South Carolina re-elects Lawrence

The Very Rev. Mark Lawrence was re-elected as bishop of the Episcopal Diocese of South Carolina August 4 at a special electing convention held at St. James Church on St. James Island, South Carolina. Lawrence was the only candidate in the election since no petitions to add other names to the slate were received by the July 11 deadline.

A majority of bishops exercising jurisdiction and diocesan Standing Committees must now consent to Lawrence’s ordination as bishop within 120 days of receiving notice of the election.

Lawrence, 56, rector of St. Paul’s Episcopal Church in Bakersfield, California, in the Diocese of San Joaquin, was first elected September 16, 2006 to be South Carolina’s 14th bishop.

On March 15, Presiding Bishop Katharine Jefferts Schori declared that election “null and void,” saying that a number of the consent responses did not adhere to canonical requirements since Lawrence’s election did not receive the consent of the majority of diocesan standing committees.

Episcopal Church canons, which govern the procedures for the election of bishops, call for consents to episcopal ordinations from standing committees to be “signed by a majority of all the members of the Committee. (III.11.4 (b))”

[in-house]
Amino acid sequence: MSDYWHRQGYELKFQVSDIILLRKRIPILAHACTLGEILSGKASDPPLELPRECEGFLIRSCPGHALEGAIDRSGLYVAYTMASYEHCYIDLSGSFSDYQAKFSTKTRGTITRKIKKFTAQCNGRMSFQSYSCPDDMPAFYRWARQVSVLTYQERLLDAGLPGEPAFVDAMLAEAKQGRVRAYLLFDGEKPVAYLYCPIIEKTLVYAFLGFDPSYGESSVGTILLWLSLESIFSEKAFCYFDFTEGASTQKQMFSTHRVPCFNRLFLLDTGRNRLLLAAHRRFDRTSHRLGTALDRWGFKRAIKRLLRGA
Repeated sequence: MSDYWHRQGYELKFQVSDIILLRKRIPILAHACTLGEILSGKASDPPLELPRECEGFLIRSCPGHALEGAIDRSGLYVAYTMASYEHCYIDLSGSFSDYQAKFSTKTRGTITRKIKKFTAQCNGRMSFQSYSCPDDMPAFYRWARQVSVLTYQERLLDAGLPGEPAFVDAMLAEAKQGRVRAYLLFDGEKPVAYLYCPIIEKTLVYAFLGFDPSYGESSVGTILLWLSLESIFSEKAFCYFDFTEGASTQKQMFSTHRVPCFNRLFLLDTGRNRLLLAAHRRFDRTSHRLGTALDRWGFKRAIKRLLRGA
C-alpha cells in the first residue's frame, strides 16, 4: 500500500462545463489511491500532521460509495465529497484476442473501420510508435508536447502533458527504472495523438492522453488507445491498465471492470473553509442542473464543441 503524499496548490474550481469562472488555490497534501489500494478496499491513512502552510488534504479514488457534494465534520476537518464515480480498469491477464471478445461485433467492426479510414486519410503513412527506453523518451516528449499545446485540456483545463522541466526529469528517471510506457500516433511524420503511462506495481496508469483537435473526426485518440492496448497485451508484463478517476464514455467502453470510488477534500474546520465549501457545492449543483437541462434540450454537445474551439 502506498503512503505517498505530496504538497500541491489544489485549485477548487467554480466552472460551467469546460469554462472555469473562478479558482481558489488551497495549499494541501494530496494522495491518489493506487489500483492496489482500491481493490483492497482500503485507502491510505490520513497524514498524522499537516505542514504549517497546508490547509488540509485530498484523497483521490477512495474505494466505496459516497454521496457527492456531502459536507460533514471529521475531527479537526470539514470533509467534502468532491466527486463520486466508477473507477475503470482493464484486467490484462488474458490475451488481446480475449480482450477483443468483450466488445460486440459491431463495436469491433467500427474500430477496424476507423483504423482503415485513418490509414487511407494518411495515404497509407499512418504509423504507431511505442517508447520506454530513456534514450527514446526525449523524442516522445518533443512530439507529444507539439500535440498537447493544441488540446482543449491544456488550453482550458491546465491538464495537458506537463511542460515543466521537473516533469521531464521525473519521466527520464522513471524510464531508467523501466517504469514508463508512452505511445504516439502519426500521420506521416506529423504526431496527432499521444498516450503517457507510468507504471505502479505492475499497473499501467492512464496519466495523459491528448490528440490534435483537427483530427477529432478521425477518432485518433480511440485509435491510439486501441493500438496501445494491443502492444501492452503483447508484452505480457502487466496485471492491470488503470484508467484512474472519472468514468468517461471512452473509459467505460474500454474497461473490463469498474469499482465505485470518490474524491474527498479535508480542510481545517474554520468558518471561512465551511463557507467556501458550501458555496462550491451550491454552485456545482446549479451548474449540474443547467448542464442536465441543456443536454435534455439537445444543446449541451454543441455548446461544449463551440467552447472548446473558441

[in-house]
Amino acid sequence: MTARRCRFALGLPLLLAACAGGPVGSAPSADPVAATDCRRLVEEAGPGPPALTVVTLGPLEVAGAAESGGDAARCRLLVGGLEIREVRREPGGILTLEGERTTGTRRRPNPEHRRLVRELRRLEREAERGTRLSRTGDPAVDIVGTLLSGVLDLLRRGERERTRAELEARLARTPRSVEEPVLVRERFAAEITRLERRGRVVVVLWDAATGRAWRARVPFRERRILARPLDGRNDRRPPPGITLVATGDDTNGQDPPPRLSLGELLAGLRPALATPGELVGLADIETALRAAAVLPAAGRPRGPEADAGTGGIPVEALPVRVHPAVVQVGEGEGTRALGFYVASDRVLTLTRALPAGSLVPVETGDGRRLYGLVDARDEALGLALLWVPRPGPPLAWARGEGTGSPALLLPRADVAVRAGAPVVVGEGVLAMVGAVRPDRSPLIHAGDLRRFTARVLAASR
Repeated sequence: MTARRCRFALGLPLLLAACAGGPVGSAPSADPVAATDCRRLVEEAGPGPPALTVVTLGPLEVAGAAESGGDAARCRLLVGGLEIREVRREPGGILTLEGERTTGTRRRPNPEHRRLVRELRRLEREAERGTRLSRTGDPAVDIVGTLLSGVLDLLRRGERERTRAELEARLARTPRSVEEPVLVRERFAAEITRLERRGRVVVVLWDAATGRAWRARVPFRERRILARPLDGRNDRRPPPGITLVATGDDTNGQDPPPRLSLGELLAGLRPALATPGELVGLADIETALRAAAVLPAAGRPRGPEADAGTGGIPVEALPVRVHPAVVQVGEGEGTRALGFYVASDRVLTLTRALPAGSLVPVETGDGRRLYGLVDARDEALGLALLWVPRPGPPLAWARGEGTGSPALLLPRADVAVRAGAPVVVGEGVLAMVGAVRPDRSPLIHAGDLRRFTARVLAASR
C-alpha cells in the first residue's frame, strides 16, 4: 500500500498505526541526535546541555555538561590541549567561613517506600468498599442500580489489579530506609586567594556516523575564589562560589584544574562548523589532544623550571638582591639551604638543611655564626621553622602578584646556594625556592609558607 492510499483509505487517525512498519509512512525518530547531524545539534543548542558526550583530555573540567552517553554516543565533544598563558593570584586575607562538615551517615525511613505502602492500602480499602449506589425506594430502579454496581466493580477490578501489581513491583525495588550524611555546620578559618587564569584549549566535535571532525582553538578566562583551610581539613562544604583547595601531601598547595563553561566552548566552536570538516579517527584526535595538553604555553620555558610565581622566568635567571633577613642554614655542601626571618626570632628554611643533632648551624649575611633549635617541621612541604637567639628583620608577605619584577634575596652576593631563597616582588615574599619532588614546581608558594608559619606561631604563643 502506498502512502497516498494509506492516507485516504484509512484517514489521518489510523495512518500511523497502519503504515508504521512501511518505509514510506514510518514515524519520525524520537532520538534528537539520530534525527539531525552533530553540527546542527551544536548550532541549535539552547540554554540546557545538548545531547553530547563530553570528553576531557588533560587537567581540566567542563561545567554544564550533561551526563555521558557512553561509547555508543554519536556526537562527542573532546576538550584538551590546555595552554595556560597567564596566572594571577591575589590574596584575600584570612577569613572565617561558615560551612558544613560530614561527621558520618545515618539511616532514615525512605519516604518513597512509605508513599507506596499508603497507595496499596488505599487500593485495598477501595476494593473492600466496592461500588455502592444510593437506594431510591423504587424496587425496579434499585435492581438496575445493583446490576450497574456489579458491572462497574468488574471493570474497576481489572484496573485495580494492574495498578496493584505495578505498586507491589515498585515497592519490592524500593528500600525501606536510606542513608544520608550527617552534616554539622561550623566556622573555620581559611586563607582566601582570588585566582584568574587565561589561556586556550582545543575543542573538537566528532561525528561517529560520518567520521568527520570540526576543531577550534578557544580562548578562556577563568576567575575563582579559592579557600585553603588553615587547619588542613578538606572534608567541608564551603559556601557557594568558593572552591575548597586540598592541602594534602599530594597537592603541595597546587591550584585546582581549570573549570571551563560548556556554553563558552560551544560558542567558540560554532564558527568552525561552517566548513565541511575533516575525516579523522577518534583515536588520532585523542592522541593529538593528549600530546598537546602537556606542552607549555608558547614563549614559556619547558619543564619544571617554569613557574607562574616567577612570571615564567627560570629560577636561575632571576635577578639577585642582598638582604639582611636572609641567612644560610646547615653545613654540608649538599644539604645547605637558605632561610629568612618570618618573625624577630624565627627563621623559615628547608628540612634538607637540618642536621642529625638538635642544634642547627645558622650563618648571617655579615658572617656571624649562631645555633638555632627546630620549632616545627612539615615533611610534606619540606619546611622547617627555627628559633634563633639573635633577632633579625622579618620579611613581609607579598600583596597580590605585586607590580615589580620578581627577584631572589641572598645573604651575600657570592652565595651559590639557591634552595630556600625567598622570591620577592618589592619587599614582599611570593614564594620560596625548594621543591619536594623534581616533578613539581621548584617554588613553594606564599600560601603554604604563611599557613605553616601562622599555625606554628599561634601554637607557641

Further, the canon states (on pages 101-102) that standing committee members must sign in their own handwriting: “In witness whereof, we have hereunto set our hands this (blank) day of (blank) in the year of our Lord (blank).”

Where the signature requirement had not been met by standing committees, the consent forms for Lawrence’s election were rejected for not complying with that part of the canon.

Canonically adequate ballots were received by South Carolina from 50 diocesan standing committees of the 56 required. Several other standing committees were reported to have consented, but no signatures were attached to their ballots, or the ballot itself was missing from South Carolina’s records, Jefferts Schori reported in March. Any committee that did not respond to the diocese’s consent request is considered to have voted no.

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